5. Observe and reframe. Think of her as a 2-dimensional TV sitcom or melodrama character and stop taking her seriously. Oh boy! It’s time for “The Susan Show” again. What crazy things will Susan say and do this week? Stay tuned to find out! The reality is that abusive borderline, narcissistic and/or histrionic women don’t have any depth. They’re very 2-, if not 1-dimensional beings. There isn’t any “there” there. If you continue to search for some deep meaning in her behavior and why she does the things she does, you’ll only continue to frustrate and disappoint yourself. What you’re looking for simply doesn’t exist.

Alternatively, think of her as a lab animal who has learned which levers to push to get her reward pellet. When you stop rewarding her with the reaction she seeks, sit back and watch her go into overdrive. She’ll push even harder on your buttons and levers and try to find new ways to get a rise out of you. All you have to so is sit back, observe and smile until she gives up in confusion and despair.

Next week, I’ll continue to explore other ways to emotionally detach from your partner and her abusive behavior. Thanks for your patience.

Shrink4Men Coaching and Consultation Services:

Dr Tara J. Palmatier provides confidential, fee-for-service, consultation/coaching services to help both men and women work through their relationship issues via telephone and/or Skype chat. Her practice combines practical advice, support, reality testing and goal-oriented outcomes. Please visit the Shrink4Men Services page for professional inquiries.

Photo credit:

Iron man by freakscity on flickr.

  1. TJ
    February 7, 2017 at 6:07 am

    This article is so helpful and it is ironic that it mimics my struggles with the emotional abuse that I endured from 3 entirely different assailants. I don’t think I would have stayed around long enough to be manipulated by just anybody for that many years but when 2 of the ones doing the damage were my own daughters and the other was my spouse, it begins to become so mind boggling that it mentally deters your better decision making skills. Yes, the people I trusted the most and loved more than life, had turned on me like wild, vicious animals. I felt like they were taking turns mind raping me with all the gas lighting and playing the victims of despair while covertly manipulating me and almost succeeding at making me think that I was the crazy one! Looking back on it all, it’s hard to believe my exhausted mind is still in tact after the borage of emotional assaults it endured!

  2. LifeOfDave
    November 10, 2015 at 9:10 pm

    I’m going through divorce to my BPD/Narc wife and the most difficult times for staying detached aren’t when she is negatively abusive, it’s when she is being “positively” abusive. She is a master charmer and has a way of emotionally seducing me back into attachment. She can maintain the charm for long periods. As soon as I let my guard down and start responding in any type of caring way she’ll start attacking me emotionally. Not immediately but usually by our next encounter. It will often be passive-aggressive and random. It comes out of nowhere and escalates quickly until she is blatantly cruel. By this time I’ve set myself up as vulnerable and have to work back to detaching once again. It plays itself over and over, each time different enough I fall for it no matter how hard I try not to. I really need the No Contact rule but my 3 kids are more important right now.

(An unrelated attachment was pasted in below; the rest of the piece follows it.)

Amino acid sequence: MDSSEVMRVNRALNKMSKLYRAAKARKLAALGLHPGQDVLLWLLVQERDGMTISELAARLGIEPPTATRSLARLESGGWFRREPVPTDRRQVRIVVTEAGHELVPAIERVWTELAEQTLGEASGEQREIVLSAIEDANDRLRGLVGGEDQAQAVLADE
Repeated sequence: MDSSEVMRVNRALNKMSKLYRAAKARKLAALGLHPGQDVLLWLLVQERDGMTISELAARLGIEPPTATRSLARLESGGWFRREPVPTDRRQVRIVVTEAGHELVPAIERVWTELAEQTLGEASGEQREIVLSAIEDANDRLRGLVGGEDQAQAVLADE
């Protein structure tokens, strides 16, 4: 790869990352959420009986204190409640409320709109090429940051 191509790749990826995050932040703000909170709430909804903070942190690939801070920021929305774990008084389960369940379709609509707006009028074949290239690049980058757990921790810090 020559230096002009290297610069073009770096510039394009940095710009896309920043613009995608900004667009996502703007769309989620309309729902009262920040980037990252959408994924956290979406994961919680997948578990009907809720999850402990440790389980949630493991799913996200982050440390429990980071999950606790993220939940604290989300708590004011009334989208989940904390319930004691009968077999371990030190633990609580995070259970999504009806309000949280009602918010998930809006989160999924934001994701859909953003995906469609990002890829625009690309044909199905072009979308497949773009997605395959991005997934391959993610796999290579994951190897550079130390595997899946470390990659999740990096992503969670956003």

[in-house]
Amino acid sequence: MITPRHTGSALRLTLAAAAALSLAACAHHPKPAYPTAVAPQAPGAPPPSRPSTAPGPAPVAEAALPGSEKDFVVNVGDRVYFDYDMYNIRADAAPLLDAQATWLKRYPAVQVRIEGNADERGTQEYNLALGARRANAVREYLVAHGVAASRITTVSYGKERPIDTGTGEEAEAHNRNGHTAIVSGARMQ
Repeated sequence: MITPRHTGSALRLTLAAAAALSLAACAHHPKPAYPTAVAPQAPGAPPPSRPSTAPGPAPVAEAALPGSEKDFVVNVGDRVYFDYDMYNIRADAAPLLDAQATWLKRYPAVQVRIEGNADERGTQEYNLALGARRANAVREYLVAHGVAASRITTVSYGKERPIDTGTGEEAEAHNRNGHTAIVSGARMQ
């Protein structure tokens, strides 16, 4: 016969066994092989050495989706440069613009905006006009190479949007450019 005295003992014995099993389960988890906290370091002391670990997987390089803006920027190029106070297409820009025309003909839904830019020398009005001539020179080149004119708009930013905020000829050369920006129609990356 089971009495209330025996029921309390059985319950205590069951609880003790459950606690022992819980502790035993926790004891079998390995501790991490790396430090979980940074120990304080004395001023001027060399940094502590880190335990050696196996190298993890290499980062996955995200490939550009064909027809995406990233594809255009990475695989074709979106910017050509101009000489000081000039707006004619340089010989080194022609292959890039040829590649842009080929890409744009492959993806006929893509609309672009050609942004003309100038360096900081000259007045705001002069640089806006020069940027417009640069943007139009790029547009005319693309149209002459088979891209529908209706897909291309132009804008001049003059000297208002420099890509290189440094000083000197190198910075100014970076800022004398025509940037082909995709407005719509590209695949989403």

3. Maria
    July 10, 2015 at 11:49 pm

    This website is the best I have came across so far. The descriptions are so accurate and spot on that it’s almost scary. Well, it is scary, knowing that there a so many more people out there like the narc who abused my boyfriend for 20 years. I thought nobody could be as crazy as her, but apparently their are so many more abusers and the sad thing is that besides the victims, nobody else sees what is going on.

    My boyfriend and his ex have a son together, so the NO CONTACT advice is unfortunately no option. And with her manipulative ways she still tries to control him, like constantly change plans regarding custody, not making decisions, complaining that she needs more money, if the CS the check has been sent to her yet, etc. etc. What it comes down to: there is still contact almost every day!! 2 years after their break up!!

    She also started a smear campaign with his family immediately after he left her. And now she got herself invited to a wedding in HIS family! My boyfriend almost didn’t want to go, but then she will win and he will look bad in the eyes of his family (most of them don’t even know what happened exactly because he doesn’t want to talk about it).

    We have no idea what to expect at that wedding, of course his ex will be at her best behavior and show the family how sweet and innocent she is and how she is still close to them. Probably while glancing and staring at us when nobody else sees it. It will be frustrating and annoying, but we have to be strong and try to detach ourselves emotionally and just smile.

    Thanks so much for all the helpful articles!

  4. June 22, 2015 at 6:07 pm

    I am going through a divorce, and it is blowing my mind that I was living with the cluster “b” for 14 years.

    I picked up on something the first two weeks that told me to run… But her seductiveness and wounded lil girl, was too much for me to stay conscious of the lions den i was walking into.